Concept & Inspiration
Our clients were seeking a clever and compact home. The owners had restored the front of the house with the utmost respect before we arrived and were wanting help to create a functional home with a small footprint.

Project Name: Coburg House
Studio Name: Lisa Breeze Architect
Location: Coburg, Australia
Photography: Caitlin Mills
Project size: 136 m2
Site size: 424 m2
Completion date: 2017
Building levels: 1

Coburg House by Lisa Breeze Architect - Sheet1
Dining Space ©Caitlin Mills

We achieved this with a combination of re-purposing the existing spaces and adding a small extension to the side and back. We turned the old Living room into a Bathroom, Powder Room and walk-thru Laundry. Then opened and expanded the back of the home to create a new Living, Meals and Kitchen area with a strong connection to the Backyard. We played with the ceiling forms to create spaces within spaces, and used a number of skylights to bring soft natural light into the centre of the home. We also paid homage to the simple heritage details of the era by referencing the overall form and textures of the old Californian Bungalow.

Coburg House by Lisa Breeze Architect - Sheet2
Backyard ©Caitlin Mills

Sitting on a plinth of recycled bricks, the 3D timber cladding of the extension creates a lovely shadow play on the rear form, a quiet reference to the shadow and depth that traditional weatherboards provide. We followed the timber and brick theme indoors with a recycled brick boundary wall that forms the back of the entertainment unit, storage and desk. Plus recycled timber flooring, timber bench tops and a timber window seat with secret storage surround.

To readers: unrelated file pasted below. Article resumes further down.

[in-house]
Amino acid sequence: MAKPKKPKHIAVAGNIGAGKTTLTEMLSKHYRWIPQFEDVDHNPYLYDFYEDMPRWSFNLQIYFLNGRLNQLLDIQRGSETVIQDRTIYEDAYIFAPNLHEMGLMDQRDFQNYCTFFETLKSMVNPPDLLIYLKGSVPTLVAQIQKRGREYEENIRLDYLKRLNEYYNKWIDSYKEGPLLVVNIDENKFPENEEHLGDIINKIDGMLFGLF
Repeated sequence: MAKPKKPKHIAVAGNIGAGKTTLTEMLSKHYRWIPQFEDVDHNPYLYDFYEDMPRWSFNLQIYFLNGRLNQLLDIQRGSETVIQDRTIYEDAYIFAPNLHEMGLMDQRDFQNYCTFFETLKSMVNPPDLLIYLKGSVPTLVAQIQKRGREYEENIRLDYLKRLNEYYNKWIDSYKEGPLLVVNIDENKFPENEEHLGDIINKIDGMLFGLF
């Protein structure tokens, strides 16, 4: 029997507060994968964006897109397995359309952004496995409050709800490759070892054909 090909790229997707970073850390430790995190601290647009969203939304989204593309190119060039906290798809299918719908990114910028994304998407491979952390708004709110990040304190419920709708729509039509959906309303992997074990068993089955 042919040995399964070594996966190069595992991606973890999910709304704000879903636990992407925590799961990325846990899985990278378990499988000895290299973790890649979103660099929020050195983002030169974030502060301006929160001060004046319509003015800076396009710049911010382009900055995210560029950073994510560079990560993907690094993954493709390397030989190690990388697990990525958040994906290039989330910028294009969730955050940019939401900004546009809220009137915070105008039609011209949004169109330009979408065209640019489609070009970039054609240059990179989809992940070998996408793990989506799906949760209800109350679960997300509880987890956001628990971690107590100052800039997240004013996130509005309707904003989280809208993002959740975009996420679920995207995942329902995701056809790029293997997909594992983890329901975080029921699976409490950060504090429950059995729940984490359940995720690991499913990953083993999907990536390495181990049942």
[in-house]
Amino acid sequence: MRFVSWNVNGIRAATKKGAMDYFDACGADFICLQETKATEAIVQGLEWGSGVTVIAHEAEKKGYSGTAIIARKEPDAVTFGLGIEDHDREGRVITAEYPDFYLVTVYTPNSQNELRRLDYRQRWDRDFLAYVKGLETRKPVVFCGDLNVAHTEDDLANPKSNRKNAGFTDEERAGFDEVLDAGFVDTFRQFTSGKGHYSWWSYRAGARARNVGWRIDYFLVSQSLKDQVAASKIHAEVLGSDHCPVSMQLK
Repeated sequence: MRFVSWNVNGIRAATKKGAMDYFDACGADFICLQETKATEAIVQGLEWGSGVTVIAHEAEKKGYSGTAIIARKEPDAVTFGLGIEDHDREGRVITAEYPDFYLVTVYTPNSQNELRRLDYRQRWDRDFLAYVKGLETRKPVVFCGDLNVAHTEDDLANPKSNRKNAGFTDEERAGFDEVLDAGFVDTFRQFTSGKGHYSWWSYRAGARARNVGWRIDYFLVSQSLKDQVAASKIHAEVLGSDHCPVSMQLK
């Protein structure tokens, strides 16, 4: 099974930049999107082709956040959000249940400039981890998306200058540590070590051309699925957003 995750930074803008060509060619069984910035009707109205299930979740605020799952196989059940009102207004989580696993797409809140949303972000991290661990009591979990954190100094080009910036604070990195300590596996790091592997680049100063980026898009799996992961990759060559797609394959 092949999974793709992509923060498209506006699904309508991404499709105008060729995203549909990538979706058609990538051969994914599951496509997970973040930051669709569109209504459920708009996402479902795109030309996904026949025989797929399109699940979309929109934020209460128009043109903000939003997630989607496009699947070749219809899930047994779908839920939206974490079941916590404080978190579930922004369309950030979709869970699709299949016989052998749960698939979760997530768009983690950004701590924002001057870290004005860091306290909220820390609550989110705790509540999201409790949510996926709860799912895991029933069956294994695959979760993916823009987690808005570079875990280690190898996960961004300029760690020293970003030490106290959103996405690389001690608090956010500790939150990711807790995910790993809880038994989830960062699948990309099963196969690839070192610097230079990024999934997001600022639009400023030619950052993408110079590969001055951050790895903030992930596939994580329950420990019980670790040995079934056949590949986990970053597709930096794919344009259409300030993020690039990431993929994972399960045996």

Coburg House by Lisa Breeze Architect - Sheet3
Living Space ©Caitlin Mills

Sustainability was very important for everyone involved in this project, particularly the client, architect and builder. It was primarily achieved through the implementation of basic sustainability design principles. By responding to the existing conditions and site orientation, the solutions included a reliance on cross ventilation for cooling, deep window reveals and deciduous vines for shading in the summer. In addition to the use of recycled materials plus low maintenance and durable finishes inside and out. Most importantly the re-purposing of existing spaces and a restrained overall footprint were key to the overall design solution.


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